Last week, we talked about how marketing begins with your target audience.
While my experience is largely with non-fiction, one of my favorite comments came from athenap about marketing fiction:
With fiction, you’re offering an experience. An entertainment experience, to be exact. So you have to create a question in your target audience’s mind. “What would happen if an entire world’s survival hinged on one short, hairy-footed guy who liked to throw jewelry into a volcano?” or “Hey, what’s that space princess doing in prison, who’s looking for these lost droids, and where did that small moon come from?”
I would never have thought about it this way, but this is one of the best pieces of advice I’ve seen about writing fiction. If you know your question and who it might intrigue, you know your target audience and have a leg up on how to generate interest and market your book.
Along these lines, I thought today I’d talk about five resources I found useful to help connect you and your book with your audience.
1. APE (Author. Publisher. Entrepeneur): How to Publish a Book
This is my goto book on self-publishing. Guy Kawasaki’s strength, having spent a great deal of time at Apple, is marketing. One of the best parts about the book is that Kawasaki tells you what you want to know (and some of what you don’t know you should know but need to) without wasting any time. The book also includes examples and details about how Kawasaki and Shawn Welch put together and marketed APE.
My old boss at Apple, Jean-Louis Gassee, once told me, “Do you know what the difference is between PR and advertising? Advertising is when you say how great you are. PR is when other people say how great you are. PR is better.” Jean-Louis was right: when other people talk about your book it’s better and cheaper, so take this information and start pitching.
In terms of marketing, the entrepreneur section of the book, Kawasaki and Welch cover:
- Guerilla marketing
- Choosing a platform tool (Examples: e-mail, a website, social media platform, etc)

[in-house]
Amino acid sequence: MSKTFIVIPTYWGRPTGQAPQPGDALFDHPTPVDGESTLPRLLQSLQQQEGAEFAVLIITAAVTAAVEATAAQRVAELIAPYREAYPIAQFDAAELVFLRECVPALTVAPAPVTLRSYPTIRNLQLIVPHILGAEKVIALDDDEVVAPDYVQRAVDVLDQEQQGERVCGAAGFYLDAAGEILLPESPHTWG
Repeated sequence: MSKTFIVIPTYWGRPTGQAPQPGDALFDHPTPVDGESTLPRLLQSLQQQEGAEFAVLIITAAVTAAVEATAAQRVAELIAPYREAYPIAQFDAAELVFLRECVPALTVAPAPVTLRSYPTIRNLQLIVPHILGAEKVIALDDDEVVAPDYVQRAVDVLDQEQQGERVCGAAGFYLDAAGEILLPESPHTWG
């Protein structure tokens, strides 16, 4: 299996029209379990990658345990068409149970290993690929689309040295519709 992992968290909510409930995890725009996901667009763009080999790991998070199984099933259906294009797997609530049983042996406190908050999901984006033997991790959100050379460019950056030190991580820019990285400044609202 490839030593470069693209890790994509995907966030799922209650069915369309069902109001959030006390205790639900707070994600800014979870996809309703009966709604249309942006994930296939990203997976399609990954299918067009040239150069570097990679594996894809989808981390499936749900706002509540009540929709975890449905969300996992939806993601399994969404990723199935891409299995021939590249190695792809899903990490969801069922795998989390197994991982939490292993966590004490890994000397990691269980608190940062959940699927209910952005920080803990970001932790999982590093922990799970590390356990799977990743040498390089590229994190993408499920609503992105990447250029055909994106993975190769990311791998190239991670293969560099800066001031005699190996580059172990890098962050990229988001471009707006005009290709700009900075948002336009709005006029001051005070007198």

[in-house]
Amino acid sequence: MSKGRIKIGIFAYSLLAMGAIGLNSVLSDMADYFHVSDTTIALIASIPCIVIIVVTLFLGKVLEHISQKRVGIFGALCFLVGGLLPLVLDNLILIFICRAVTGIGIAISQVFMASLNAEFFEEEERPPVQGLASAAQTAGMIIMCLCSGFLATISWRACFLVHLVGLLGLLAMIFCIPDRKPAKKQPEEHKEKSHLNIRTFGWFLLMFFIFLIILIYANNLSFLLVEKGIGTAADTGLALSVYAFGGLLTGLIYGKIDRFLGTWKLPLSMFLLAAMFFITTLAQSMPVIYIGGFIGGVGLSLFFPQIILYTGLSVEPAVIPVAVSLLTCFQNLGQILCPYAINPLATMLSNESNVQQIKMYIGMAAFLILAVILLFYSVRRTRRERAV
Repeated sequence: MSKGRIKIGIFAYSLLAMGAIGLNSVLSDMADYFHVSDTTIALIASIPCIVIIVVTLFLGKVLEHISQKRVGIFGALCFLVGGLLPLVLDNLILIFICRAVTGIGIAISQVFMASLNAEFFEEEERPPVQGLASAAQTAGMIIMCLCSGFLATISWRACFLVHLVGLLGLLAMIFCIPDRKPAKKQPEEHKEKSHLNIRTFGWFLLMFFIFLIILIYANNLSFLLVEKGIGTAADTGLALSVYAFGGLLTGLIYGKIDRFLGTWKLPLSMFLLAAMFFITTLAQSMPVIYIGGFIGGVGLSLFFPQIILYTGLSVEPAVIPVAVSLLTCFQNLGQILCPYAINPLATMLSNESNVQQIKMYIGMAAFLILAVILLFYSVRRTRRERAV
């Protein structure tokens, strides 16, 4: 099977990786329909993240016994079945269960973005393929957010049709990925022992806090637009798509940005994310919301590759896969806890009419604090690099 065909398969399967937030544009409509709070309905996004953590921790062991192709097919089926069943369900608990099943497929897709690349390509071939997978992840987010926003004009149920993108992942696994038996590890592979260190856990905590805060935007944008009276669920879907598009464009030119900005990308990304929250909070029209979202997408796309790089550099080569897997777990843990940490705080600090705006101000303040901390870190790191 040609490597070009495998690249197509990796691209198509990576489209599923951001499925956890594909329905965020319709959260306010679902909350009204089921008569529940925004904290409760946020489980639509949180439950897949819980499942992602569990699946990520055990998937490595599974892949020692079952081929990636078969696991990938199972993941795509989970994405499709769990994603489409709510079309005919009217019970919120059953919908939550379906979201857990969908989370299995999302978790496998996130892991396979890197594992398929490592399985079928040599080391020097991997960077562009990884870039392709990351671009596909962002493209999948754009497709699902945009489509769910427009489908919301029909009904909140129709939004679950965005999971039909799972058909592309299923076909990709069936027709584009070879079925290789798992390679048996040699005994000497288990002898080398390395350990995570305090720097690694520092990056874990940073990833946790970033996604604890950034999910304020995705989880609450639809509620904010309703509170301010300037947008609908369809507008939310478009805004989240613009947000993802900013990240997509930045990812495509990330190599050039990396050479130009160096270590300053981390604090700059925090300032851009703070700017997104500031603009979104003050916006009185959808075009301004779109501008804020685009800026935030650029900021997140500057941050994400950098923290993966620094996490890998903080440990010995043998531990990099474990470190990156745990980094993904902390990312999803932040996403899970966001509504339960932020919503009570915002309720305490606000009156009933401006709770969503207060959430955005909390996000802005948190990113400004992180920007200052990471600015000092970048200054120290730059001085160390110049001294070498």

- Fun promotions
- Building an engaging personal brand
- Promoting on social media
- A few notes on leveraging traditional marketing outlets
- Leveraging other bloggers and reviewers
What I found most useful:
How to pitch bloggers and reviewers. Kawasaki covers how to identify reviewers, when to make what type of pitch, leveraging and building relationships, and tips for how to do it in a way that’s both direct and non-offensive. I think Kawasaki writes a good book, but I think he succeeds largely because he is extremely good at “the pitch”.
On the APE website, Kawasaki offers a few free resources if you like his page (also not a bad marketing idea).
2. Matthew Inman’s presentation: How to get 5 million people to read your website
If you live in America and are on the Internet you know Matthew Inman because you’ve seen his comic The Oatmeal.
Inman’s 5-minute presentation on creating great content is less widely known.
Best piece of advice:
Pick a gripe that everyone shares and that resonates with everyone.
I think I channeled Inman when I wrote: 15 things everyone would know if there were a liberal media. I was so frustrated with a friend I knew who kept insisting we had a liberal media that I wrote the piece to show how completely insane the idea of a “liberal media” truly was.
3. The Book Designer
Joel Friedlander has a great blog about self-publishing. If you’re Googling topics related to self-publishing, it’s a good bet that an article from The Book Designer may be one of them. One of the best things about Friedlander’s site is that in addition to his own content he seems to have a good deal of great content from guest authors. I leveraged Joel’s site to help learn about ISBNs, Amazon CreateSpace and IngramSpark, mistakes beginning authors make, and how to get started.
When it comes to marketing, The Book Designer talks about: